Definition of Burakumin

The Burakumin (another term is eta)are the outcast society of Japan, shunned even to this day. The term means literally "hamlet people", referring to the fact that they traditionally lived on the edges of towns, rather than in the towns themselves.

This group of people is similar to the untouchable class in India. These are people who are looked upon with contempt. For example, if a person plans to marry someone and finds out that one of their ancestors was a Burakumin, then the marriage will be canceled. The term eta is written with two ideograms which mean "much impurity" or "much dirt." Another term used to describe this group is hisabetsu buraku, or "discriminated communities."

One term of contempt for these people is kokonotsu, (nine), not ten, which makes them imperfect, something less than human. Non-burakumin Japanese see the burakumin as inherently morally defective.

The eta are concentrated in a few areas of Japan, namely in parts of Kyushu, the coasts of the Inland Sea, Kobe, Osaka and Kyoto.

There are around 2,000,000 outcasts in 5,000 settlements. Dimensions of Japanese Society: Gender, Margins and Mainstream, 1999.

Origins of discrimination against burakumin.

Discrimination against these people came about because of Buddhist prohibitions against killing and Shinto concepts of pollution, along with governmental efforts at controlling the population. The people were originally discriminated against because they were butchers, leather workers, grave-diggers, tanners, executioners and, at least in some cases, entertainers.

From the book Japan: A Modern History, 2002:

"Fundamental Shinto beliefs equated goodness and godliness with purity and cleanliness, and they further held that impurities could cling to things and persons, making them evil or sinful.... But a person could become seriously contaminated by habitually killing animals or committing some hideous misdeed that ripped at the fabric of the community, such as engaging in incest or bestiality. Such persons, custom decreed, had to be cast out from the rest of society, condemned to wander from place to place, surviving as best they could by begging or by earning a few coins as itinerant singers, dancers, mimes, and acrobats."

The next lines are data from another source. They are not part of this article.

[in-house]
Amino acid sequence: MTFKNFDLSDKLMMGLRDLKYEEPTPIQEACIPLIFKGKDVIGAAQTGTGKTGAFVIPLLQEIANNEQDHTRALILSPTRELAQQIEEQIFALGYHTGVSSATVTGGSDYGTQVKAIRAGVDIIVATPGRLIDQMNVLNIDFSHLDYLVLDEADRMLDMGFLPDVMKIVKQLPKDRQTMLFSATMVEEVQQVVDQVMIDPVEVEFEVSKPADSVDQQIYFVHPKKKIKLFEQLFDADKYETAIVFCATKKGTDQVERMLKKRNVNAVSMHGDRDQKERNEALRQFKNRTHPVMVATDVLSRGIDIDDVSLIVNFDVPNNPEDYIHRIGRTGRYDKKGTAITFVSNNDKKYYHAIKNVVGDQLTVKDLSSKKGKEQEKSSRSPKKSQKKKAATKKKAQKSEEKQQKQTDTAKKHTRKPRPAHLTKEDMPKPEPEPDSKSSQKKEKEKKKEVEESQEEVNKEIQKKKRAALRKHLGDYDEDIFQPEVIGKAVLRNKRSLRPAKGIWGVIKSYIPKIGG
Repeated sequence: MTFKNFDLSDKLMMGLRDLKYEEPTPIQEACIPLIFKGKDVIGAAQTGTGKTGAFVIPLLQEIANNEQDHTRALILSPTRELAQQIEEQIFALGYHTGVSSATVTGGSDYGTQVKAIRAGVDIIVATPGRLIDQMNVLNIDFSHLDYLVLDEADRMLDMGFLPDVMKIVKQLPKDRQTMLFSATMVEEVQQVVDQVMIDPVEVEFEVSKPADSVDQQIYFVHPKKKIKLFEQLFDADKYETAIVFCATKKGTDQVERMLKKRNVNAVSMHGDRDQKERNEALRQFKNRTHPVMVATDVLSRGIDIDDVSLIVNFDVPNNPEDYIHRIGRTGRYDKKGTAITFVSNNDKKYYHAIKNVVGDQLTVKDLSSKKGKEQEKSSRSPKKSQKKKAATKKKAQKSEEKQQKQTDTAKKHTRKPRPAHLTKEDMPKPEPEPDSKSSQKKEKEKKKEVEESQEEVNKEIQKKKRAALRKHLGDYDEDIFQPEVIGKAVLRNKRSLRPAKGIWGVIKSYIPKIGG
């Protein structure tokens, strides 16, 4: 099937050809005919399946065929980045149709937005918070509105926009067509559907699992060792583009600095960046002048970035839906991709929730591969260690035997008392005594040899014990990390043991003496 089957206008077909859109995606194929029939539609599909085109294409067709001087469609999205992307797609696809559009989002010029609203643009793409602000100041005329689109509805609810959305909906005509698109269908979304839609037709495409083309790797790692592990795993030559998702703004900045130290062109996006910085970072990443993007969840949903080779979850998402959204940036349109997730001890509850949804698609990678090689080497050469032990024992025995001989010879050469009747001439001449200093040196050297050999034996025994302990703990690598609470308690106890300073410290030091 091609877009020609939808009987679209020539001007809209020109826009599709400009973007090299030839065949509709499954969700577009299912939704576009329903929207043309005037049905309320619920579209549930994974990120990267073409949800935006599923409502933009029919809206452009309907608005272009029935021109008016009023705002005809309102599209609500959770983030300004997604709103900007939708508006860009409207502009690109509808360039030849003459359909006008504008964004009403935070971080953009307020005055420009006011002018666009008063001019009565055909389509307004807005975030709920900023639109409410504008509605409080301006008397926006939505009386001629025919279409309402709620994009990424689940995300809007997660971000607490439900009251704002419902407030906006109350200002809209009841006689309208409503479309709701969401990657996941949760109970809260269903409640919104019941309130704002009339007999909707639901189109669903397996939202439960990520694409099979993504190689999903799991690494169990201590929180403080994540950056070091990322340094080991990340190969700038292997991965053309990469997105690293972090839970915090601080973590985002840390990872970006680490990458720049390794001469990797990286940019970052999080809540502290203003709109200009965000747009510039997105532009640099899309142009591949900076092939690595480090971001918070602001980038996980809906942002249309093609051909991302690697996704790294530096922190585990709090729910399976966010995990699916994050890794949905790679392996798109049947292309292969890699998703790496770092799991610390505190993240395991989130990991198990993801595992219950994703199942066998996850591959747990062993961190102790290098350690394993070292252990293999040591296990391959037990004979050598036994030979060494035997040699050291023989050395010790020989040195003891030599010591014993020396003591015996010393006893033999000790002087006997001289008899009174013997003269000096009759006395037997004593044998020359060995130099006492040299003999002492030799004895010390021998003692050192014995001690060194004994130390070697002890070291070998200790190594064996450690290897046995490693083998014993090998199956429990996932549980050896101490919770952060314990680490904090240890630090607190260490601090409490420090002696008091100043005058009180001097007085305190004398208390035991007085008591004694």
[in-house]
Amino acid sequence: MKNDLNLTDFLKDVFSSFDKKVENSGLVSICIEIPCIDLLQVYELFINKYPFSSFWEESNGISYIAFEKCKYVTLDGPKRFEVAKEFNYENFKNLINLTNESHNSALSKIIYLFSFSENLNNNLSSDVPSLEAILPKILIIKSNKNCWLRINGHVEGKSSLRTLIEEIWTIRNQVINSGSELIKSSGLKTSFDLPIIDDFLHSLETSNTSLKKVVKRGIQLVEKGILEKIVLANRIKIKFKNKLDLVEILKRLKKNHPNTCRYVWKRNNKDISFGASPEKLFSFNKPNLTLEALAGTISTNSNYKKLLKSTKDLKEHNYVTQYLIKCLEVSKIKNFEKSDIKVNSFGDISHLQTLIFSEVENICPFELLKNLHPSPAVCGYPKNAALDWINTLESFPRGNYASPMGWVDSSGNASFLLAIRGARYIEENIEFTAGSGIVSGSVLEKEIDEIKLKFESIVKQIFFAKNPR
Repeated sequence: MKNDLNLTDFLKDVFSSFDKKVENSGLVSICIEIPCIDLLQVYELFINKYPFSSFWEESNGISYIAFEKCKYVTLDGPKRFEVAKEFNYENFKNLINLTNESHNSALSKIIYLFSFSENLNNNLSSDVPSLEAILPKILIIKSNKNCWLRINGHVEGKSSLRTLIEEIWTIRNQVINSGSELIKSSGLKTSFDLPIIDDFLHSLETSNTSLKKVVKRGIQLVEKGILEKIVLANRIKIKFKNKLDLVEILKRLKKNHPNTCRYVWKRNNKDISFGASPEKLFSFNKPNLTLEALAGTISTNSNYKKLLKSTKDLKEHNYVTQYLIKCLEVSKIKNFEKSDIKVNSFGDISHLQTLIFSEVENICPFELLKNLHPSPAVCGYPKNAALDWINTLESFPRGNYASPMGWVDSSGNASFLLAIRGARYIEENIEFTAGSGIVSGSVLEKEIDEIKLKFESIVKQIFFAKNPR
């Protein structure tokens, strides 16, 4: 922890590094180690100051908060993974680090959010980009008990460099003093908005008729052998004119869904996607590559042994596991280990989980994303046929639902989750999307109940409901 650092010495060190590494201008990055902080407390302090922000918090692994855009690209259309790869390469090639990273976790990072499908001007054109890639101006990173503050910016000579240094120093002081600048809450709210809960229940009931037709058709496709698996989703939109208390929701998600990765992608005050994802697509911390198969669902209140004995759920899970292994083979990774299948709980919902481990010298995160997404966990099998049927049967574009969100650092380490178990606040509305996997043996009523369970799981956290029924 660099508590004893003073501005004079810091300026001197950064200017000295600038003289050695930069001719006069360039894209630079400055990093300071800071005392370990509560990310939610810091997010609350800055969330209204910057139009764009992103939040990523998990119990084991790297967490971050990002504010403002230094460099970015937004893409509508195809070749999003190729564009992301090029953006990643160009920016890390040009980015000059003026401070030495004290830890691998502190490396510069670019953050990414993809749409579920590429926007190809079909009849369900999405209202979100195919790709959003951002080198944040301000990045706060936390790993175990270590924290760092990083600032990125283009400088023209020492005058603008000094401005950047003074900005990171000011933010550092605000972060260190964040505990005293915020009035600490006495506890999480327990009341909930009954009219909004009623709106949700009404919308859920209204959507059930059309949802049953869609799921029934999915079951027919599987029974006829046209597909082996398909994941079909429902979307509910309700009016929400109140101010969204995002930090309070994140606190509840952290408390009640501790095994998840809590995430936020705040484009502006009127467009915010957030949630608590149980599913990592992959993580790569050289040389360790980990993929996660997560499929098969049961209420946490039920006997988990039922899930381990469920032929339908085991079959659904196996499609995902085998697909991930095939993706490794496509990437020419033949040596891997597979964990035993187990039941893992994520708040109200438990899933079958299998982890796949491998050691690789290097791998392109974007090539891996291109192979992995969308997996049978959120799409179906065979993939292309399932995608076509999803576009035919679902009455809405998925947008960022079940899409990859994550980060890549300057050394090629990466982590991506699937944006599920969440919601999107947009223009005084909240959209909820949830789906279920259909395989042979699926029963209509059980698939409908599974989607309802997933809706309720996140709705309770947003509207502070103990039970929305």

The "impurity" of these people was considered to be spreadable to other people (much as a disease is spread). The people were classified as eta ("pollution in abundance"), binin ("nonhuman"), or Eta ("leather workers").

In addition, the "condition" was considered to be hereditary. The eta were not even allowed to leave the communities of their birth.

The binin included beggars, street performers, people were were "economically marginal" and people who had committed crimes and had forfeited their commoner status as a result.

The Ainu, the original inhabitants of Japan, sometimes fall under the burakumin umbrella along with prisoners of war, clandestine immigrants, Koreans, Filipinos and others like them.

The Ainu are ethnically, physically and culturally different than the Japanese majority. They are the native inhabitants of Japan; the people who are referred to as "Japanese" are actually the "Yamato Japanese". Some people accept the Ainu as being "primitive Japanese". Their genetic stock includes southeast Asian, Siberian and northeast Asian peoples. There are around 25,000 Ainu left, but not many of them are pure-blooded.

(They are also not Caucasians as some people have been led to believe. They are descended from the Jomon people who arrived before the Yayoi immigrants who became the Yamato Japanese, the Jomon forebearers coming to Japan about 15,000 years ago, the Yayoi immigrants entering around 300 BCE.)

The Meiji regime required the Ainu to worship at Shinto shrines, take Japanese names, have their children learn the Japanese language at school and to adopt Japanese clothing and hairstyles.

In the 1930 the Ainu Society was formed to lobby for the Ainu.

The burakumin is estimated to number about 2% of the Japanese population or roughly 2 million people (actual figures run from 1 million to 3 million).

During the Tokugawa era various restrictions developed in relation to the burakumin. "They had to wear certain types of clothing and display identification marks. Marriage with ordinary people' was prohibited. They were also banned from using the same shrines or temples as ordinary people and had to have their own." Dimensions of Japanese Society: Gender, Margins and Mainstream, 1999 They could not live outside their designated areas, could not eat, sit or smoke in the company of commoners, could not serve as servants of commoners, could not wear wooden shoes and could not enter a commoner's home. Law and Social Change in Postwar Japan, 1987

Laws and Associations

In 1871 a law was passed (The Emancipation Edict of 1871) which was supposed to emancipate this group of people but it was a law without any teeth and could not make any progress against centuries of prejudice.